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Mozart: Piano Concertos No 17 & 19 / Badura-skoda, Et Al

Release Date: 02/14/2006 
Label:  Transart Live   Catalog #: 132   Spars Code: n/a 
Composer:  Wolfgang Amadeus Mozart
Performer:  Paul Badura-Skoda
Conductor:  Paul Badura-Skoda
Orchestra/Ensemble:  Prague Chamber Orchestra
Number of Discs: 1 
Recorded in: Stereo 
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Notes and Editorial Reviews

MOZART Piano Concertos: No. 17 in G; No. 19 in F Paul Badura-Skoda (pn), cond; Prague CO TRANSART 132 (55:11)

It is hard to believe that it has been 40 years since Eva and Paul Badura-Skoda’s pioneering work, Interpreting Mozart on the Keyboard was published in Vienna (the English translation appeared five years later). By that time, the quest for textual authenticity—in other words, discerning what the composer wrote on the page, according to extant Read more manuscripts and early editions, in contrast to the distorting layers of superimposed editorial advice by celebrated performers and pedagogues as manifest in popularly available scores—was making significant headway, partially due to the advocacy of pianists such as Artur Schnabel and Edwin Fischer. But in the late 1950s, very few pianists, or harpsichordists for that matter, had begun to explore the late 18th-century Viennese pianos that so delighted, stimulated, and inspired Mozart. Paul Badura-Skoda was one in that vanguard whose curiosity about the essence of Mozart’s musical expression demanded some familiarity with the instrument the composer knew and loved. And while he never abandoned the modern piano, Badura-Skoda’s live performances and recordings, like those of Jörg Demus and Lili Kraus, were informed and enriched by experience with historical instruments. What a pleasure, then, to encounter this release, recorded in 2003, of Badura-Skoda’s (who turns 80 this year) with the Prague CO in two Mozart concertos. Still in fine form, his playing is seasoned and tempered by experience. Fortunately, Badura-Skoda has not become some eminence grise of Viennese pianists. His lustrous playing is animated by a youthful love of that quintessentially youthful composer, Mozart.

First a word about ensemble-playing, the ineffable give and take between soloist and orchestra on which Mozart concertos are particularly dependent to achieve their full effect. Badura-Skoda’s association with the Prague CO dates from 1970, and I’ve rarely heard a collaboration exuding greater joy, ease, or mutual sympathy. Mozart evokes the hunt in the busily ebullient presto finale of the G-Major Concerto. In this performance, soloist and orchestra gallop to the final cadence under sunny skies with a playfulness and elation that’s hard to resist. The first movement of No. 19 abounds in tricky entrances for the wind band, which are difficult enough when a sensitive and experienced conductor is on the podium. Since many of these entrances occur at times when the pianist is busy with both hands, Badura-Skoda and the orchestra can accomplish these passages only by the most focused listening to one another. The result is truly precision ensemble, reflected happily in dozens of other instances throughout both concertos. It’s collaboration of a fluency and delicate calibration that one feels fortunate to encounter in a trio or quartet, much less between a soloist and orchestra.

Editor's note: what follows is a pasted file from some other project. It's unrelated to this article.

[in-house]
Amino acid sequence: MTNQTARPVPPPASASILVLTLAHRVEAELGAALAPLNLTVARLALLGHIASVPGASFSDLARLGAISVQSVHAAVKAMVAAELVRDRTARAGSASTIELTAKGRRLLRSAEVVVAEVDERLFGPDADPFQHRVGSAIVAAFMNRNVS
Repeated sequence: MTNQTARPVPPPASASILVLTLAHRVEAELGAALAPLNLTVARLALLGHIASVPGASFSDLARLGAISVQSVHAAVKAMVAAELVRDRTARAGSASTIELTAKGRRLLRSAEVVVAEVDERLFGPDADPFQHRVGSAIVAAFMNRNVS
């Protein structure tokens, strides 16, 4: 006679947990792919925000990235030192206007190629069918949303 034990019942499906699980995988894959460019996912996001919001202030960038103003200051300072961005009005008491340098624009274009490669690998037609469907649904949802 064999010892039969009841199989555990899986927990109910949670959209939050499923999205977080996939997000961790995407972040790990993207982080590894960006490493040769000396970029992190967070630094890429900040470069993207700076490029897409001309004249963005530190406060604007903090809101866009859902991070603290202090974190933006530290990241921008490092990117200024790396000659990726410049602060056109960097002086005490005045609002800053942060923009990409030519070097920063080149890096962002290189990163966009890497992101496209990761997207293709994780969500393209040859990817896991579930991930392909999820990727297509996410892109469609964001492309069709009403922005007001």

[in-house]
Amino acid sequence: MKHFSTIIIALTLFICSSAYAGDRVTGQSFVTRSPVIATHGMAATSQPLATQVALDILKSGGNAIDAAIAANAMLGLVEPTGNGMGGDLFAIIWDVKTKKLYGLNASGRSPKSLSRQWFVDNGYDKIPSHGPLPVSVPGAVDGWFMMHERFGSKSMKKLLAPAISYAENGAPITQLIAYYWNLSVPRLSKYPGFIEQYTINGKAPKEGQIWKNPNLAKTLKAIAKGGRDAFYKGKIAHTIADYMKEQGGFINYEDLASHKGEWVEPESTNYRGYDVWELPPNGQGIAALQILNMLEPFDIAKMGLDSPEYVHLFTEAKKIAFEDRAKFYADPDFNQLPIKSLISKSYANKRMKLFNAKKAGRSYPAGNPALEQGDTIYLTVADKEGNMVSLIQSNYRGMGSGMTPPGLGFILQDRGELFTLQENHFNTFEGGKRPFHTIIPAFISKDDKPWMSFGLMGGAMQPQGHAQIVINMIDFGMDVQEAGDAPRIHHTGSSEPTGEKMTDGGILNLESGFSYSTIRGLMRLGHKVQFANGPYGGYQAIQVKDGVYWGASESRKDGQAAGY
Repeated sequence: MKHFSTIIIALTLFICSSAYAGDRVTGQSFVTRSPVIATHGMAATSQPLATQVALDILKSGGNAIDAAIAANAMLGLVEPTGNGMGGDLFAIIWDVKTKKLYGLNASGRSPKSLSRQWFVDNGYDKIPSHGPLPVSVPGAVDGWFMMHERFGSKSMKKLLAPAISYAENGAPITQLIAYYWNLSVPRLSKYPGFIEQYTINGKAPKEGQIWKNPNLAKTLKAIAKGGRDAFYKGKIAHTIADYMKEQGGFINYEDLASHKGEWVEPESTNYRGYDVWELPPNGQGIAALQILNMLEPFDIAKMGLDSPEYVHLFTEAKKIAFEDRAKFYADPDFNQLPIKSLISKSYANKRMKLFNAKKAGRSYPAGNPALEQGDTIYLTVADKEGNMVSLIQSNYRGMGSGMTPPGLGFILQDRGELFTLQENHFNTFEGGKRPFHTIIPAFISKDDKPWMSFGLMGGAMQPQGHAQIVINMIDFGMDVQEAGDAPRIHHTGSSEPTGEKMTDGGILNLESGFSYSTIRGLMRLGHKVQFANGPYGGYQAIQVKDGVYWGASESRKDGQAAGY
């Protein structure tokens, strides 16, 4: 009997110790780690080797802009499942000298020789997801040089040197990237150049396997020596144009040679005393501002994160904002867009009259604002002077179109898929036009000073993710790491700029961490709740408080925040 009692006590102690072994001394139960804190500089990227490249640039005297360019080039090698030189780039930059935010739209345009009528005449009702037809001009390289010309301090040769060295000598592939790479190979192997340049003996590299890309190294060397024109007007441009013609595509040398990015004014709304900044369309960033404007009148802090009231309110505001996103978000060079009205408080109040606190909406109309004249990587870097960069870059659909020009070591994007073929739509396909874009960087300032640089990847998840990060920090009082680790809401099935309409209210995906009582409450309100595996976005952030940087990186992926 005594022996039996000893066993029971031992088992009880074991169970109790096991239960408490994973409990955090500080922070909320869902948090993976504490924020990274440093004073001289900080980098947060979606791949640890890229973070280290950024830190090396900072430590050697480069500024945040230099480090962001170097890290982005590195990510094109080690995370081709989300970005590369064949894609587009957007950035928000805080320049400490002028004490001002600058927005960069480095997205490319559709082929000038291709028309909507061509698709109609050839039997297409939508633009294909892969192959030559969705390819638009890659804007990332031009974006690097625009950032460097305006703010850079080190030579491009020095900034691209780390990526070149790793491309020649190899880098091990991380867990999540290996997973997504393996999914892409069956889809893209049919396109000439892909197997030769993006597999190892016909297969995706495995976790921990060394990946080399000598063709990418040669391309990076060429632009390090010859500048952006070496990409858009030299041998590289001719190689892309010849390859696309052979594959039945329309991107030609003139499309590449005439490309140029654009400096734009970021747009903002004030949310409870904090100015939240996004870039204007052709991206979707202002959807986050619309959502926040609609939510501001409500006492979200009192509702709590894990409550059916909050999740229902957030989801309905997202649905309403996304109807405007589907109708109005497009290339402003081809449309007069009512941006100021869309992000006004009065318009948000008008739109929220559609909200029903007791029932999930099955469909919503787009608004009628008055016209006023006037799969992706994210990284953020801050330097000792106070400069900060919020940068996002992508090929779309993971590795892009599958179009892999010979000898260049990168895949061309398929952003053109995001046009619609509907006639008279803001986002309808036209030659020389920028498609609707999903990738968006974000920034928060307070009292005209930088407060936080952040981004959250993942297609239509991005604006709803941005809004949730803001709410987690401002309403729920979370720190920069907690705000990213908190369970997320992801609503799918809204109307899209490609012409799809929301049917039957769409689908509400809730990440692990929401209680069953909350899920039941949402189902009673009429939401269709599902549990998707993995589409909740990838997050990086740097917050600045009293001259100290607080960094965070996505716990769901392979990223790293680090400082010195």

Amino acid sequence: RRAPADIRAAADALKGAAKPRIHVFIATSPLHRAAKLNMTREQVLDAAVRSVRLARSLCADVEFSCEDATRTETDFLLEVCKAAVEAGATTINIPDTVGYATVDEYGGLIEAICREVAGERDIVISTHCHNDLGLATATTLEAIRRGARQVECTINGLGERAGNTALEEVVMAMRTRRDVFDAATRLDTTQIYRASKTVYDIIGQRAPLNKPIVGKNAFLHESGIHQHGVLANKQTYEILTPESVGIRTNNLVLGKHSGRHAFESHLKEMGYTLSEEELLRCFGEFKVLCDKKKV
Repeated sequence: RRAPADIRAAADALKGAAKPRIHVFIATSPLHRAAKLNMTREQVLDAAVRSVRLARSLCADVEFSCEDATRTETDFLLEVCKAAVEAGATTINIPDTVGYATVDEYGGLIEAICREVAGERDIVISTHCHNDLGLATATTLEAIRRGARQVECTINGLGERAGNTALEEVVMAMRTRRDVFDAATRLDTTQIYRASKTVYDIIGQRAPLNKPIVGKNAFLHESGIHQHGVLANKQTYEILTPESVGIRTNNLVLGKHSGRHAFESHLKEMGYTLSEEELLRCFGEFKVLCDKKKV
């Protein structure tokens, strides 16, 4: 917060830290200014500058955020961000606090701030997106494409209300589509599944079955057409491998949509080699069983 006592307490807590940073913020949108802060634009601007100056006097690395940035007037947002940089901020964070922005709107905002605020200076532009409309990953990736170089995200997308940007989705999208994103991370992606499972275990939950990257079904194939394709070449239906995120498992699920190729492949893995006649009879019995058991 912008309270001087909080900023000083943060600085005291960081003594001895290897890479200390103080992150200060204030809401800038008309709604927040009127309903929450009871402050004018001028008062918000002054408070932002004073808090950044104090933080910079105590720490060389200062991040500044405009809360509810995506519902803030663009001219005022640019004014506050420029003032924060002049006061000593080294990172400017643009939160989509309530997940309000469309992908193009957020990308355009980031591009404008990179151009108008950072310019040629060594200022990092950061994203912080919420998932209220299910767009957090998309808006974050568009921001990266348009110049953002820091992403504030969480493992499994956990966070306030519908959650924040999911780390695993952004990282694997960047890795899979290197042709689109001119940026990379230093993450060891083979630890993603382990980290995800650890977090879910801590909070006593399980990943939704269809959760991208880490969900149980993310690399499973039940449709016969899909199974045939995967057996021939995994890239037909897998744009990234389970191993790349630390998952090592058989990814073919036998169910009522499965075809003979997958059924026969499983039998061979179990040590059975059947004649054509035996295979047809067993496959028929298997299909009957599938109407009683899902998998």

Since Badura-Skoda has literally “written the book” on articulation in Mozart, it won’t come as a surprise that the solo piano unfolds with all the composer’s rhetorical indications beautifully realized. No question here of the letter killing the spirit. On the contrary, the spirit is kindled and ennobled by the attention lent every detail of Mozart’s textures. Some listeners may find Badura-Skoda’s tendency to “punch” the downbeat of melodic phrases and overemphasize the “landing note” of leaps in passagework bothersome. But the artist without some distinguishing fingerprints of style is very rare, and these tendencies never lapse into mannerism. Dialogues between orchestral and soloist are perfectly matched in emphasis and intensity, whether light-hearted or deeply serious.

Comparable (though not preferable) performances of K 453 include those of Serkin/Abbado (DG 415206) and Pires/Abbado (DC 439941), and in K 459 the collaborations of Serkin/Abbado (DG 410989) and Goode/Orpheus CO (Nonesuch 79608).

Transart’s engineers have captured a perfectly balanced sound with great clarity and presence. The booklet contains Badura-Skoda’s insightful essays on both concertos. I believe this technically excellent recording of beautiful performances will satisfy the most discriminating connoisseur of this demanding and infinitely rewarding repertoire. Newcomers will find it a warm welcome to a realm where, as Einstein put it, “Mozart achieved his ideal.” Highly recommended.

FANFARE: Patrick Rucker
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Works on This Recording

Concerto for Piano no 17 in G major, K 453 by Wolfgang Amadeus Mozart
Performer:  Paul Badura-Skoda (Piano)
Conductor:  Paul Badura-Skoda
Orchestra/Ensemble:  Prague Chamber Orchestra
Period: Classical 
Written: 1784; Vienna, Austria 
Length: 28 Minutes 37 Secs. 
Concerto for Piano no 19 in F major, K 459 by Wolfgang Amadeus Mozart
Performer:  Paul Badura-Skoda (Piano)
Orchestra/Ensemble:  Prague Chamber Orchestra
Period: Classical 
Written: 1784; Vienna, Austria 
Length: 26 Minutes 28 Secs. 

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